Meanwhile, at the moment there are about 15 foreign textile companies awaiting the completion of the construction of the Bole-Lemi industrial zone located east of the capital. According to information from the Ministry of Industry, all of these companies, mainly from South Korea and India, have settled their initial payments while some are installing machineries in the new sheds for production.



Kenya’s Comcraft Group discussing possible share offerings-chairman


By Drazen Jorgic

(Reuters) – Kenyan industrial magnate Manu Chandaria said his family-owned conglomerate Comcraft Group is in discussions about taking parts of the business public, reflecting its growing size and need for capital as it expands internationally.

Comcraft Chairman Chandaria said both the steel and aluminum sections of the family business – which in Africa mainly make corrugated iron roofing and pots and pans – could go public within the next two to three years.

“Ultimately groups of our size cannot remain only private,” Chandaria told the Reuters Africa Summit at his home in a lush Nairobi suburb, perched on the edge of the dense Karura Forest.

But with Comcraft companies rapidly expanding in Asia and Africa, especially in Nigeria, Ethiopia, Kenya and South Africa, Chandaria said there are fears among some in the group that an initial public offering (IPO) could hinder growth due to short-term shareholder demands.

“Some of (our) top management still don’t think that we are ready for taking it public. I would have taken it public a long time back,” said Chandaria, who is also a leading Kenyan philanthropist.

Formed during World War I by Chandaria’s semi-literate father and relatives who immigrated to colonial-era Kenya from India, the business is now one of East Africa’s biggest. The group has 40,000 employees across 45 countries.

U.S. business magazine Forbes in 2011 estimated Comcraft to be worth $2.5 billion, the last time it valued the business. Chandaria declined to comment on the current value of the group.

Chandaria added that some sections of the business could merge ahead of the IPO, which could be one of Kenya’s biggest if the Chandaria family decide to list on the Nairobi bourse.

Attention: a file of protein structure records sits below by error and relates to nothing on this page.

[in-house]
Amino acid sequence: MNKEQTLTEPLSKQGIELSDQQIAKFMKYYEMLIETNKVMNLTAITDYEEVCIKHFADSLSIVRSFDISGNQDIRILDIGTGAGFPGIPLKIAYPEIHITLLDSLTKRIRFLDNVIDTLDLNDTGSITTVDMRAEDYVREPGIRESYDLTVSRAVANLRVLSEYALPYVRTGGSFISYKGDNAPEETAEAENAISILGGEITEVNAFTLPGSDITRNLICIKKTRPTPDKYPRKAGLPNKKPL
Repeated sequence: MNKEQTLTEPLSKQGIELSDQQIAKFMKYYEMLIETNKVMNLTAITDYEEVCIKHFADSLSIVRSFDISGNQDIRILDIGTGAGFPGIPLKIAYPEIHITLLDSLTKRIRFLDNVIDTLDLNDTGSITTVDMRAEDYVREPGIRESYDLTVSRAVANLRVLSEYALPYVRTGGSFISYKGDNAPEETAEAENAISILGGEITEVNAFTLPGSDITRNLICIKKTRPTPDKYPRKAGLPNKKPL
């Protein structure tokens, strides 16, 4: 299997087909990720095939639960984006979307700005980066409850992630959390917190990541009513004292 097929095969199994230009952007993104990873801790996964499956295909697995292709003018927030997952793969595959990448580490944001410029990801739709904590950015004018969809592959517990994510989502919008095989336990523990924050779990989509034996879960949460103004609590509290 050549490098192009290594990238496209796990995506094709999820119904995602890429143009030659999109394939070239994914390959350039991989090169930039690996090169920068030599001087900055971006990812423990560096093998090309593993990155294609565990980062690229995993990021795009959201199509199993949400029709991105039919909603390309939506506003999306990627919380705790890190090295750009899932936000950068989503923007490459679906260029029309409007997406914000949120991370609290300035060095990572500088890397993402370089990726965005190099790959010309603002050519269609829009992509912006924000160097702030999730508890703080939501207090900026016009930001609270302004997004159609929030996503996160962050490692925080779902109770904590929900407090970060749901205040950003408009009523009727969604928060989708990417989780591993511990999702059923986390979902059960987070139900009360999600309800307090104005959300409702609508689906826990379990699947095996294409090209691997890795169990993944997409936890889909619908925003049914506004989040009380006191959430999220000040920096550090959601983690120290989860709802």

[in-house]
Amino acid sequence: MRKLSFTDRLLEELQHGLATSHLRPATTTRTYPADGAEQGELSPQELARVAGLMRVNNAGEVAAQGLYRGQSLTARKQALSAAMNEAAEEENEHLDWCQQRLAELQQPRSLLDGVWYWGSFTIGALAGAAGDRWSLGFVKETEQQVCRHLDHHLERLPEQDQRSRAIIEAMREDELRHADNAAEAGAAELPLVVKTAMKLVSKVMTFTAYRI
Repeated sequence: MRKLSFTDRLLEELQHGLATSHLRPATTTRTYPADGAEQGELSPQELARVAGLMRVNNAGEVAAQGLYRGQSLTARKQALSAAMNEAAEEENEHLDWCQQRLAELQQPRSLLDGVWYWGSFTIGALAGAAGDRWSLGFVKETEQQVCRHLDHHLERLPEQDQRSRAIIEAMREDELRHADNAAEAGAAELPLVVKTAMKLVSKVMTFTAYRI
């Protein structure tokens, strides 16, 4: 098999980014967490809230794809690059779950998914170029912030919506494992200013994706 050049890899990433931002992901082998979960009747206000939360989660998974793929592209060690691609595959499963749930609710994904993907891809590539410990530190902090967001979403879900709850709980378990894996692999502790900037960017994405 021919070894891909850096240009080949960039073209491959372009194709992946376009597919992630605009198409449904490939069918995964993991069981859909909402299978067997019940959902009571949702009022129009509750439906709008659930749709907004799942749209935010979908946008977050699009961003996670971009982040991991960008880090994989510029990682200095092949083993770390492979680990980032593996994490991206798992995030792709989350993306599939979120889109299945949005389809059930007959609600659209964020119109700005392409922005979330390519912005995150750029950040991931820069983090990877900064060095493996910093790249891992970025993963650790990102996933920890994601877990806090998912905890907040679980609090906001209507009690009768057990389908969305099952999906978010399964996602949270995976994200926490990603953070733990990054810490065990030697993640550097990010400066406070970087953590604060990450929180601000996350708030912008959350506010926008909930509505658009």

The 85-year-old said the family’s drive was undiminished ahead of the business’s centenary in 2016. A recent trip to fast-growing Ethiopia, where he observed new railways, roads and

offices, also confirmed Chandaria’s optimism about Africa’s potential.

The Horn of Africa state has become a symbol of the “Africa rising” narrative, with companies such as Diageo (DGE.L) and Hennes & Mauritz (H&M) (HMb.ST) seeking to set up production in a country once synonymous with famines, coups and communist-era purges.

To the frustration of many foreign companies, the government has not loosened its grip on the banking, telecoms and other state-run sectors in the country of 90 million people. But Chandaria believes the rulers of Africa’s second-most populous country will follow China’s model and loosen controls.

“It’s opening up very fast,” he said, animated about Ethiopia’s chances of becoming a manufacturing powerhouse.

Over the next two years Comcraft plans to treble the number of factories in Ethiopia to nine, even though in the 1970s the regime that overthrew Emperor Haile Selassi also seized the Chandaria businesses, a fate the family also suffered in Uganda.

In neighboring Kenya, Chandaria said Comcraft is looking to build several factories and grow 50 percent over three years.

Comcraft is also targeting expansion in Nigeria, where it already employs more than 4,000 people, hoping to tap into a market boasting a growing middle class among its 140 million residents.

Chandaria said the group is undeterred by the threat from Islamist Boko Haram rebels and has set up businesses in their stronghold areas.

“Yes, it is difficult, it’s demoralizing but you do not see that as a stop,” he said. “If you live in the sea, you have to live with sharks.”



Heineken seeks for 700 mln birr loan from CBE


–  Raya beer secures close to 300 mln birr 

Nearing the completion of a new Greenfield factory in the capital, the Dutch giant brewer is awaiting the Commercial Bank of Ethiopia (CBE) to approve a 700 million birr loan request the company submitted, The Reporter has learnt. 

Sources told The Reporter that Heineken had been looking to get hold of some three to five billion birr since joining the local market in 2011. However, CBE hesitated to approve such a huge loan, the biggest ever requested by a single foreign company in the history of the beverage industry. After waiting three years, Heineken was forced to cut the loan size down to 700 million for final negotiations with CBE.